those same looks, and getting to the line 4.8 times (including
games with 6, 8, and 10 free throws) in the 10 games prior to his
injury? It's welcomed progress.
LaMelo is no lockdown defender. He doesn't possess elite lateral
quickness. Despite his size, he can be bullied on occasion. He's
very much growing into his body.
With that out of the way, it's hard not to argue that he's been
much better on that end than mostly anyone could've expected. Aside
from his physical limitations coming into the season, the rap on
LaMelo was that he flat-out didn't care on that end of the
Fortunately, effort hasn't been an issue for him. In fact, I'd
argue that he's established himself as a neutral defender off the
ball. That's a win for him.
The Hornets go a bit multiple in terms of their defense. They
switch a ton. Not only will they mix in zone; they'll transition
from zone, to man, back to zone, and end up in man within a matter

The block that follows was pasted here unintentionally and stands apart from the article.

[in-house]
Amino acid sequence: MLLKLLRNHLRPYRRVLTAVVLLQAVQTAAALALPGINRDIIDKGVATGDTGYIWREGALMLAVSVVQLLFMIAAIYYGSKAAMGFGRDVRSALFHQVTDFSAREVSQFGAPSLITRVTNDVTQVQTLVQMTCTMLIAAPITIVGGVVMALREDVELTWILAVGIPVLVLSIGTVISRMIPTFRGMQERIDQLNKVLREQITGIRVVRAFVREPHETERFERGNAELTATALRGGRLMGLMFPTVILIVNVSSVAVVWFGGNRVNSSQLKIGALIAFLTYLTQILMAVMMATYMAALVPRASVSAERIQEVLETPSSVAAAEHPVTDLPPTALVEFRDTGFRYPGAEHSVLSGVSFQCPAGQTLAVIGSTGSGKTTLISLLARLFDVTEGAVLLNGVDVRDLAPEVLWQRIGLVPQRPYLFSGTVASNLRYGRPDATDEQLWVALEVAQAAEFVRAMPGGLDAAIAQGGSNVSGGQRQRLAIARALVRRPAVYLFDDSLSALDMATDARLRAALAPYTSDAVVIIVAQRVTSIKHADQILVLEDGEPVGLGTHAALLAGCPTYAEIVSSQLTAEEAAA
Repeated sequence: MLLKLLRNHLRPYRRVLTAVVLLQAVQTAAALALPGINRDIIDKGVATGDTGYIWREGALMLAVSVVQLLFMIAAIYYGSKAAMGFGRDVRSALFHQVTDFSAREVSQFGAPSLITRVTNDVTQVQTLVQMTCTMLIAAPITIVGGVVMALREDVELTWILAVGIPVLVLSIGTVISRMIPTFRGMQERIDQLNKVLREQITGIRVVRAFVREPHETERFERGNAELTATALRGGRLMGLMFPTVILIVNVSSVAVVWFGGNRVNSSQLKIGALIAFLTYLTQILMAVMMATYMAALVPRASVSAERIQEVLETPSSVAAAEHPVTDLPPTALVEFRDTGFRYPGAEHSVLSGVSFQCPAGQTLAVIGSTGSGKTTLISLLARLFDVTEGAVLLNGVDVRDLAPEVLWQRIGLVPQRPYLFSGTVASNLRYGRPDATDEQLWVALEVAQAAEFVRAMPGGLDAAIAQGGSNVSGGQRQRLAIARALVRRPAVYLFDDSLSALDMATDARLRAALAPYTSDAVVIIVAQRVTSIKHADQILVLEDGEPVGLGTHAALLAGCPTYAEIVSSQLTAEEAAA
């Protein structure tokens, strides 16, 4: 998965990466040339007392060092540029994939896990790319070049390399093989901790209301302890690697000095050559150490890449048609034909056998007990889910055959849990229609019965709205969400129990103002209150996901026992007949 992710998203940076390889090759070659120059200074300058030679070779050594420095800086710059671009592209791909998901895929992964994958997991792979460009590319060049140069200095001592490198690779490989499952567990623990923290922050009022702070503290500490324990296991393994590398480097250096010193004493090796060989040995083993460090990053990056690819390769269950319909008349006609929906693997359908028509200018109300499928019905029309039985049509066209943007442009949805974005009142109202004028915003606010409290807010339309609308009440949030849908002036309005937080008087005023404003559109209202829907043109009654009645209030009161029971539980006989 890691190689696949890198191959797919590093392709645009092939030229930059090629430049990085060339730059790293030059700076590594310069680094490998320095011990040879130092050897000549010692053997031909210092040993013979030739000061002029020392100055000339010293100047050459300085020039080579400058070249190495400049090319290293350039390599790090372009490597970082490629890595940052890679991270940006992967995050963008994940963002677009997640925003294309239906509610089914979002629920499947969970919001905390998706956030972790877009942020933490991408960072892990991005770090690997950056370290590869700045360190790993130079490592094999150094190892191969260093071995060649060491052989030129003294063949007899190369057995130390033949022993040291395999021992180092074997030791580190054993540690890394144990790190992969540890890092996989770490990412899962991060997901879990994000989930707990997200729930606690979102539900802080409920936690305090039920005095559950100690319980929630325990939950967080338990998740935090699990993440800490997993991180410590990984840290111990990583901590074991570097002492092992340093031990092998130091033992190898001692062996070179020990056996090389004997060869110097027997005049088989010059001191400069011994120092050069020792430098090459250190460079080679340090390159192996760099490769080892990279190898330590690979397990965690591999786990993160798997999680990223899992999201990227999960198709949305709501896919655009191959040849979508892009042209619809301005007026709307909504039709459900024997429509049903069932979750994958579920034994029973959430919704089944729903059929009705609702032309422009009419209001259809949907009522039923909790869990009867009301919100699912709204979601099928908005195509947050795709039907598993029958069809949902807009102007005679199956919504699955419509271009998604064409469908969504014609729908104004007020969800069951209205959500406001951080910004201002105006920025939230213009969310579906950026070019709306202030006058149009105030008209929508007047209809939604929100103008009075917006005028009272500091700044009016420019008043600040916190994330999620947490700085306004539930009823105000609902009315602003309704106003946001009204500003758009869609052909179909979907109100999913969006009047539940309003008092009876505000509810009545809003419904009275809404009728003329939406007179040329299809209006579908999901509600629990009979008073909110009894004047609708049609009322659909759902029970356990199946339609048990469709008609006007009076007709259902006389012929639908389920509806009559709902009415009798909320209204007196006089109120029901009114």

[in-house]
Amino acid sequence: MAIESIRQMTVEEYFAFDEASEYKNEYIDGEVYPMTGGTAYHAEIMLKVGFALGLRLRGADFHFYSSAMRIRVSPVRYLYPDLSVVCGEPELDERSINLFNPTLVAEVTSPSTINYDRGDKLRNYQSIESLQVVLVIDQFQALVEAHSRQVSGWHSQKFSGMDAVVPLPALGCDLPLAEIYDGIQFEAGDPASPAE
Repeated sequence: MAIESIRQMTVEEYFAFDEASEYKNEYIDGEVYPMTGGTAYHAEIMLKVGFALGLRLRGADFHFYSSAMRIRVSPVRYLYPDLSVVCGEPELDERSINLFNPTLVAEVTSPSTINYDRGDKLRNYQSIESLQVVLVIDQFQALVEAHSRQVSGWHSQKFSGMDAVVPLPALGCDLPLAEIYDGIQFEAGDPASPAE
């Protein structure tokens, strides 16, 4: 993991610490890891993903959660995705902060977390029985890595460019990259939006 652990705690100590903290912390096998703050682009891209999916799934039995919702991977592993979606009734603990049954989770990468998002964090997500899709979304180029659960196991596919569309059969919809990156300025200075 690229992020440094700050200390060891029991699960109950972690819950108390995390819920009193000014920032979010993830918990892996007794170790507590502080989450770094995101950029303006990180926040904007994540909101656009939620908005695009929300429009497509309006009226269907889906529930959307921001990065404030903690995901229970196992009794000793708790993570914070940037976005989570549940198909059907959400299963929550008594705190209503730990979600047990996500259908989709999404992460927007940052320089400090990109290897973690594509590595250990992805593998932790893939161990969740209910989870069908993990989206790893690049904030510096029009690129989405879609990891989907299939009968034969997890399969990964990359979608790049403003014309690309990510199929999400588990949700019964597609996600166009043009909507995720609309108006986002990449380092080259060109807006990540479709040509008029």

of seconds. It's a lot to navigate, but LaMelo hasn't looked
completely out of place.
The same floor-mapping that makes LaMelo a dangerous passer is
what allows him to succeed off the ball. He senses when to
dig-and-recover; he can feel a skip pass coming his way. He's quite
reactive in those scenarios, a pleasant surprise this early into
Those clips may be a bit boring -- I could've easily made a comp
of some pick-sixes he's had this season -- but those subtle
instances are what save or break a defense. Being able to put those
type of possessions together on a consistent basis matters a lot
more than the steals.
He still has work to do. There are instances of late help,
failed gambles, and a lack of physicality when tasked with being
the low-man. But on balance, getting back a 6-foot-6 guy with even
a basic understanding of how to use his arms is a positive
development for Charlotte.